If the eclipse is in the afternoon, then the eclipse chasers have been set up since shortly after sunrise (if not hours earlier). 

Generally the eclipse chasers will stake out an area to view the eclipse, sometimes days in advance. The location may be marked with tape or a small sign. Most will wait until eclipse day with the most concerned members being up early and putting up tripods or other equipment to define a boundary.

They will choose a location based on many reasons. Some want the landscape view, others want an unobstructed view, some want specific silhouettes visible, while others choose a space way bigger than they need so they can select who sets up near them. Other considerations may be a desire to be near a scarce resource like electrical power or to best observe shadow bands. What ever the reason, most will follow where ever the more experienced eclipse chasers in the group locate so they can see what they are supposed to do. They also like to be near the expert so they can ask questions should something come up (at this time it is either equipment set up or camera related).

First Contact:

First contact has a big build up with little to actually see. The Moon is just starting to cover the Sun. It is just a small arc of darkness against the edge of the Sun. You cannot see it with the solar glasses right away, the Sun will still look like a ball. But give it a few seconds and the anomaly will begin to appear. It will slowly grow covering the solar disk over the next hour.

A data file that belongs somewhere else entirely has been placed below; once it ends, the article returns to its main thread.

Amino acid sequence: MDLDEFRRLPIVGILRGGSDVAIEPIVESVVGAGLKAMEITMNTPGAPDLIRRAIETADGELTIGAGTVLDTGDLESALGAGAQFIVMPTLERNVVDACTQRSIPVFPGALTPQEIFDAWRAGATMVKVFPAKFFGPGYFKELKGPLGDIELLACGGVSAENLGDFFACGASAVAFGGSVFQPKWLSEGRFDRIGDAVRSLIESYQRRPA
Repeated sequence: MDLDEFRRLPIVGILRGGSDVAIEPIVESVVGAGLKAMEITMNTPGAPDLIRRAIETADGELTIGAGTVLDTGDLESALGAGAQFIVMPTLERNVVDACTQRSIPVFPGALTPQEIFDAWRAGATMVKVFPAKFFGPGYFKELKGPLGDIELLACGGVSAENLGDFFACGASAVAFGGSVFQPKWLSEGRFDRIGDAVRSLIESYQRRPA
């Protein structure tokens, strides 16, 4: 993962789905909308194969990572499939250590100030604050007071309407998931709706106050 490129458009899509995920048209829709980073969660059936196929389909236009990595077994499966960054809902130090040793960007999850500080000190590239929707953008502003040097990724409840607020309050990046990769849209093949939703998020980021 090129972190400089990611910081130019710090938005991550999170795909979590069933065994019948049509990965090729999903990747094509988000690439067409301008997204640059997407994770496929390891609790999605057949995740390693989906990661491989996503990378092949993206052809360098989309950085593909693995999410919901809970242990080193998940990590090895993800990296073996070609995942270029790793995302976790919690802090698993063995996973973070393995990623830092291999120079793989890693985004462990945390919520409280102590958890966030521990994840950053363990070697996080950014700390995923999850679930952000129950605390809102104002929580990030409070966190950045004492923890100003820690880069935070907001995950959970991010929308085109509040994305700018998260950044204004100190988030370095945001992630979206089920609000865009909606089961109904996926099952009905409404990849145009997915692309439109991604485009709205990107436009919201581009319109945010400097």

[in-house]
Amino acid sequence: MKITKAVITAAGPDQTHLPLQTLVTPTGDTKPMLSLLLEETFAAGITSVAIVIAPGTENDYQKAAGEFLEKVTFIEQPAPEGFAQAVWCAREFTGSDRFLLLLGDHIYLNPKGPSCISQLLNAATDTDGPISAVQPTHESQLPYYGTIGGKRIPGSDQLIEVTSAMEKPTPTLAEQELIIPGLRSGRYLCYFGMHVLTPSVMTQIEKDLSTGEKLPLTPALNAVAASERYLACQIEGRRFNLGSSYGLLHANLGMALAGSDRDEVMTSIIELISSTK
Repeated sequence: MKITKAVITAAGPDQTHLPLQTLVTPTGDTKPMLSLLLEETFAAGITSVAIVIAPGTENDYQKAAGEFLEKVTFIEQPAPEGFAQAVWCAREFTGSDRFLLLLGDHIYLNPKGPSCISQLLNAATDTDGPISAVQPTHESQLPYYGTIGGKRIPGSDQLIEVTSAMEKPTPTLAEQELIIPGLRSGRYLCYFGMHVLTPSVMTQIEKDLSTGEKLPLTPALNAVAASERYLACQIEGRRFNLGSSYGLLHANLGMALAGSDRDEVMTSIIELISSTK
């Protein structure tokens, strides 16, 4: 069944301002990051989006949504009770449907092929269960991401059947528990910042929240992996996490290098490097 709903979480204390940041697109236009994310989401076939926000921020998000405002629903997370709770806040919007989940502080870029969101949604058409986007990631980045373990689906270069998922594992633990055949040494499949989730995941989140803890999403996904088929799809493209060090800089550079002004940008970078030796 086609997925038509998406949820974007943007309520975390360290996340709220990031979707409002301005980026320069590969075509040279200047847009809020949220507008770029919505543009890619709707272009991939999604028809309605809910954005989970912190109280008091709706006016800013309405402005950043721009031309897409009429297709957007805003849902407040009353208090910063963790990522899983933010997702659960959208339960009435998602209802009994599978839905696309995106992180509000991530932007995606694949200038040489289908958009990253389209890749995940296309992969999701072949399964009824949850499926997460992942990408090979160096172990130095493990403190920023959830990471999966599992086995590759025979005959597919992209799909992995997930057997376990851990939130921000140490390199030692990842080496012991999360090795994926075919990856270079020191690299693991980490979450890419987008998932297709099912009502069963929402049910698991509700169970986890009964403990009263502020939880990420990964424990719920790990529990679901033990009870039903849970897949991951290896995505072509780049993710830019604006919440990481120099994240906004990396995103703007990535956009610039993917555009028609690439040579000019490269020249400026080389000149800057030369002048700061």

Over the next hour each time you check the Sun with a viewer a through a solar telescope, more and more of the Sun is covered by the Moon. For most this eclipsing process seems to take a lot longer than needed. Kind of like waiting for anything, time just runs slower when you watch it carefully. Should you have the ability to completely ignore the partial eclipse phase you will not really notice much until the Sun is about half covered. The temperature may start to dip and the light of the Sun is starting to seem odd. It is not as bright as it should be (on a clear sunny day). You will hear eclipse chasers remark about the temperature at some time. If you don't have a light shirt or cover up of some type, now is a good time to consider getting one. The eclipse is still half an hour away and that may seem like eternity to eclipse chasers, it really isn't and thus a good time to get ready for the next parts.

As the total eclipse draws near the eclipse chasers will caution others not to move or jump around, a buzz will start as people say they see darkening on the horizon to the West or they spot shadow bands. Shadow bands are waves of light and dark that sweep across the surface making seem as if the ground or a wall is vibrating in light. They are kind of hard to see if you are not at the right angle.

Venus and other brighter planets may become visible at this time. The sky takes on a darker blue color similar to a clear sunset. You should notice the air feeling cooler and maybe the wind settling down.

Second contact:

With just seconds remaining the buzz of noise from your group will increase until there is a scream of joy or amazement and others yell out second contact. My advice is to wait another couple seconds before looking at the eclipse. The diamond ring at second contact will flash blind you and cause spots to appear in your field of vision. Much like a bright flash camera going off in your face, and having that happen right at the start of totality is really poor timing.

Looking up at the eclipse is amazing. An eye in the sky, a bright flower with a dark center, an angel, the open yaw of a dragon falling on you from above, and much more have been used to try to describe the view.

It does not matter once you have seen one. You are now part of that special group.

After Totality:

You have lost your eclipse virginity and are no longer a groupie. Now you know. There is a good chance some of you just might become eclipse chasers.